In the United States, each state has its own set of definitions and laws that dictate what is considered a raffle, which organizations are permitted to host a raffle, and what is required to legally host a raffle.
Yes, the first raffle you host can be time consuming and confusing, but all the time and energy invested is ultimately worth it. (Some of the biggest campaigns on Zeffy are raffles. AKA raffles raise a lot of money for the nonprofits that host them.) Plus, raffles are a great way to mix up your fundraising campaign portfolio and, as an added bonus, attract new donors to your nonprofit.
Okay, let’s get started.
The state of California defines a nonprofit raffle as:
…a scheme for the distribution of prizes by chance among persons who have paid money for paper tickets that provide the opportunity to win these prizes.1
Who can host a raffle in California?
Any private, nonprofit organization that has been qualified to conduct business in California for at least one year prior to conducting a raffle and is exempt from taxation. That means that your nonprofit does not need 501(c)(3) status to host a raffle in California.
(If your nonprofit qualifies under sections 23701a, 23701b, 23701d, 23701e, 23701f, 23701g, 23701k, 23701l, 23701t, or 23701w of the Revenue and Taxation Code, you’re all good.1
You can verify your tax exempt status on the Franchise Tax Board’s website. (It’s easy!) If you qualify, the raffles must then:
- Be conducted by the nonprofit and it’s employees. No outside vendors or third parties can be used.2
- Support charitable organizations in California.2
And, if you meet the nonprofit eligibility requirement, you must also:
- Be in good standing with the Attorney General’s Office.
- Be in good standing with the raffle registration registry.
- The draw must take place in California under the supervision of an adult (18+).1
How does a nonprofit register for a raffle in California?
A raffle registration year in California starts on January 1 and ends on December 31. You can register any time after October 1 for the following year. To register, just fill out the CT-NRP-1 form and pay the $30 registration fee.
You need to register for a nonprofit raffle license at least 60 days BEFORE the scheduled date of your raffle to make sure the registry staff have enough time to process your form.3
We've even created a raffle registration checklist to guide you through the process of registering.
Can you sell raffle tickets online in California using Zeffy’s ticketing forms?
Unfortunately, for now, you cannot operate or conduct an online raffle in California. We know, we think it’s a bit of an outdated rule too. But, what does “operate or conduct a raffle over the internet” mean? Well, you can’t use Zeffy’s event and ticketing platform to sell or redeem your raffle tickets. California law also states that “an eligible organization shall not be deemed to operate or conduct a raffle over the internet, or sell raffle tickets over the Internet”.1
So, can a nonprofit sell raffle tickets using Zeffy? Not yet. But, when it comes to hosting a nonprofit raffle in California, you can still use Zeffy for:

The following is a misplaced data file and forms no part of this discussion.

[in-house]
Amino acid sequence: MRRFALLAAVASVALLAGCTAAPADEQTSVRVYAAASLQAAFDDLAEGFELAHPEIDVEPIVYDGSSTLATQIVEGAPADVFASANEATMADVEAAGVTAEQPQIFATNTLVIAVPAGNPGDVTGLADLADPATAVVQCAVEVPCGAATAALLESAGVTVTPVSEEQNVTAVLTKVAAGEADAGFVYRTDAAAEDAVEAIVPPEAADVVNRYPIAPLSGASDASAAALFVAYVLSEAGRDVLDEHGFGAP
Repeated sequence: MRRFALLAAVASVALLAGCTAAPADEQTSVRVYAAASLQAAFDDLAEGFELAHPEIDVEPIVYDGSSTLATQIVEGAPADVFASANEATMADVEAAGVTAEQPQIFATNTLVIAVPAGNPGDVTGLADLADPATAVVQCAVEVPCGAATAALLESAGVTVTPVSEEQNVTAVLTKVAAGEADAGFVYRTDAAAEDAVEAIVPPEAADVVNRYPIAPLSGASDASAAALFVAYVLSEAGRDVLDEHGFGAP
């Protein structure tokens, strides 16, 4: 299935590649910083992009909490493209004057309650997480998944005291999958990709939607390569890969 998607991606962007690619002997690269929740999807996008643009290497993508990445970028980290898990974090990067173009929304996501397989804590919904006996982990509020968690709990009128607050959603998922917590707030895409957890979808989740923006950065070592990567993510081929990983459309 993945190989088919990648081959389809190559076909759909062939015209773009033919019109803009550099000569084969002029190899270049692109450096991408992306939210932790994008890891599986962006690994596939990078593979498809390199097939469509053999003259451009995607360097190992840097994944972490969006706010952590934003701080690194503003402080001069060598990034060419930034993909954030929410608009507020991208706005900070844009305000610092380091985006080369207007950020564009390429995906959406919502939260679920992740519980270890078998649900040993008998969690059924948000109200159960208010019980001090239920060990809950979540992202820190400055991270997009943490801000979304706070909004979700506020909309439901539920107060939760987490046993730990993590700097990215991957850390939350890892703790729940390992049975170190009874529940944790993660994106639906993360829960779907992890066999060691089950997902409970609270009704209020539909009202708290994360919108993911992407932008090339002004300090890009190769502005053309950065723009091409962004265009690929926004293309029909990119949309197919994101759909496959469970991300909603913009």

- Track your raffle sales by adding offline ticket purchases to your campaign.
- Track of who purchased what and their info (such as email addresses and phone numbers) so you can contact the winner(s).
- Keep track of how many tickets you have sold, any additional donations, etc.
- Automatically create a contact list to send thank-you emails, re-engage with donors and even let donors know when next year’s raffle comes along.
The state of California also allows you to use the internet to:
- Advertise your raffle. (Newsletters, banners, etc.)
- Display the rules of the raffle.
- Store raffle contact information for your nonprofit, including the eligible organization’s name, address, telephone number, facsimile number, or e-mail address.
- Allow participants to download raffle entry forms for manual completion by raffle ticket purchasers. (But, the forms cannot the submitted online.)
- Answer frequently asked questions.
- List descriptions, photographs, or videos of the raffle prizes.
- List the prize winners.
California laws on raffle tickets.
There aren’t too many must haves on raffle tickets in California.
Each ticket you sell has to have a detachable coupon or stub, and both the ticket and its coupon or stub need to be marked with a unique and matching number.1
So, you can purchase pre-made tickets or get inspired by our sample ticket:
Does it cost money to register for a lottery?
There is a raffle registration fee $30 associated with the CT-NRP-1 form.
After your nonprofit raffle…
Your work doesn’t end when the last ticket stub is drawn. In California, if you registered to host a raffle, you must complete and submit the Nonprofit Raffle Report: CT-NRP-2 by February 1 for the previous year. You have to complete the form regardless of the number of raffles you held during the registration period—even if you ended up not holding any.
We know, we know. Needless paperwork is a bit annoying. But, that’s how it is.
Here’s a recap of all the links and documents mentioned in this article:
Nonprofit raffle report. (If you are registered, it must be completed once a year whether you held a raffle or not.)
If you need them: charitable lottery licence laws for other US states.